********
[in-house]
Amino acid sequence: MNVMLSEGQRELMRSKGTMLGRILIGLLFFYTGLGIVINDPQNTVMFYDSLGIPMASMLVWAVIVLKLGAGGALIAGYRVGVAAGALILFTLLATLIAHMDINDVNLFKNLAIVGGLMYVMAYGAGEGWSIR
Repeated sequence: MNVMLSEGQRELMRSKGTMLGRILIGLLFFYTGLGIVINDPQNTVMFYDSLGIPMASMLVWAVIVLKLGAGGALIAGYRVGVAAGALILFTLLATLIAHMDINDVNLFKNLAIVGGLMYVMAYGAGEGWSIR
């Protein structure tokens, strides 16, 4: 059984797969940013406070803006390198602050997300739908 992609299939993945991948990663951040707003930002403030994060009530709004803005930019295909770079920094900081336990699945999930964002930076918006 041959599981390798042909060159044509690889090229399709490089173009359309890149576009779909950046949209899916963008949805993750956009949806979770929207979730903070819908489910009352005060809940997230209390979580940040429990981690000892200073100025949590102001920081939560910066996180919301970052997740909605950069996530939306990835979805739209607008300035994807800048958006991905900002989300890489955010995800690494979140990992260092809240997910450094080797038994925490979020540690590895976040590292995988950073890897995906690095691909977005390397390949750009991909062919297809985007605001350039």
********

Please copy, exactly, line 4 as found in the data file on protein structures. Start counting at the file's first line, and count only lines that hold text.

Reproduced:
């Protein structure tokens, strides 16, 4: 059984797969940013406070803006390198602050997300739908 992609299939993945991948990663951040707003930002403030994060009530709004803005930019295909770079920094900081336990699945999930964002930076918006 041959599981390798042909060159044509690889090229399709490089173009359309890149576009779909950046949209899916963008949805993750956009949806979770929207979730903070819908489910009352005060809940997230209390979580940040429990981690000892200073100025949590102001920081939560910066996180919301970052997740909605950069996530939306990835979805739209607008300035994807800048958006991905900002989300890489955010995800690494979140990992260092809240997910450094080797038994925490979020540690590895976040590292995988950073890897995906690095691909977005390397390949750009991909062919297809985007605001350039």